The Department of Health defines care planning as:

"a process which offers people active involvement in deciding, agreeing and owning how their condition will be managed.  It is underpinned by the principles of patient-centeredness and partnership working... It is an on-going process of two-way communication, negotiation and joint decision-making in which both the person... and the health care professionals make an equal contribution to the consultation.

We took the elements of care and support planning that had been widely consulted on within the diabetes community, and working with three very different pilot sites, identified the practical steps that were needed to put these into place in everyday care.  We built on a strong international evidence base which is now supported by a Cochrane Review.  In diabetes this meant changing the annual review which had sometimes become a ‘tick box’ process to fulfil QOF requirements, into a collaborative care planning consultation.

We have now tested and developed this approach for people with multimorbidity in both general practice and community teams.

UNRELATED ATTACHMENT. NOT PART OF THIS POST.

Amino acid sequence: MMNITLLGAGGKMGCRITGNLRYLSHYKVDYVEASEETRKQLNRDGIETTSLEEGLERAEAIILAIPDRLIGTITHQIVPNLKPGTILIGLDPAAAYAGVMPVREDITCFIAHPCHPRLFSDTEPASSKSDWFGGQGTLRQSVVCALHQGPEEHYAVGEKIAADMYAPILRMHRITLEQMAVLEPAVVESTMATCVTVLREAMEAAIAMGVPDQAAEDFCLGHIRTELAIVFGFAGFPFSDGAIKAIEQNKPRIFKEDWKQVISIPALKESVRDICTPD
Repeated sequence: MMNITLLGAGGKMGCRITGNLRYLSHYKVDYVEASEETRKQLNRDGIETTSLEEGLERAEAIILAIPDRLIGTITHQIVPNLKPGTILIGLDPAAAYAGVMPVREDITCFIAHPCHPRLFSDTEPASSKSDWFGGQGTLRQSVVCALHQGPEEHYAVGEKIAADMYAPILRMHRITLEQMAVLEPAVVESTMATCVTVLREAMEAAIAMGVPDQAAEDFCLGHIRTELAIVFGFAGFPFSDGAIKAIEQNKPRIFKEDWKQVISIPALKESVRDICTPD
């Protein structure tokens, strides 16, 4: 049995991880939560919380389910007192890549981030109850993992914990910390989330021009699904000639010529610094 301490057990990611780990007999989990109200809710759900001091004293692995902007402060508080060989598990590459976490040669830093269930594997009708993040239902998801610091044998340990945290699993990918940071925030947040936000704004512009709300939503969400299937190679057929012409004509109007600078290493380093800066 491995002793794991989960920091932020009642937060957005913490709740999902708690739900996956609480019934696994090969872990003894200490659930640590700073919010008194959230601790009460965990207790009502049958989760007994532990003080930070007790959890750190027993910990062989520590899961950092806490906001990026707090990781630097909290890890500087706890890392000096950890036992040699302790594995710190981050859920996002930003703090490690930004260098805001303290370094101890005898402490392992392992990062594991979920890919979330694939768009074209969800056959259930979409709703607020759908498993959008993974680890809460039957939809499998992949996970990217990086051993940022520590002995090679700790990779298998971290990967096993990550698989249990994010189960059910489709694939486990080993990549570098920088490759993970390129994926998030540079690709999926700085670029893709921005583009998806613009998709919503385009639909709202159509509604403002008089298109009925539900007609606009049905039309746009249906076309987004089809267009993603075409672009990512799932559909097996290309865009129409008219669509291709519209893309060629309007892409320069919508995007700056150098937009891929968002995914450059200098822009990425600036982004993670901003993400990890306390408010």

The Holmside Story 

The Glenpark Story

The underpinning philosophy of care and support planning using our approach is:

  • People with long term conditions (LTCs) are in charge of their own lives and self management of their condition/s, and are the primary decision makers about the actions they take in relation to their diabetes management
  • People are much more likely to take action from decisions they make themselves rather than decisions that are made for them.

This means the healthcare professional has a new role.  Instead of doing things ‘to’ and ‘for’ patients, care and support planning is about doing things ‘with’ people, enabling them to identify their own information needs, goals and action plans, and supporting them to be more effective problem solvers as they live day-by-day with their LTCs. This often requires healthcare professionals to learn new skills as well as new ways of working.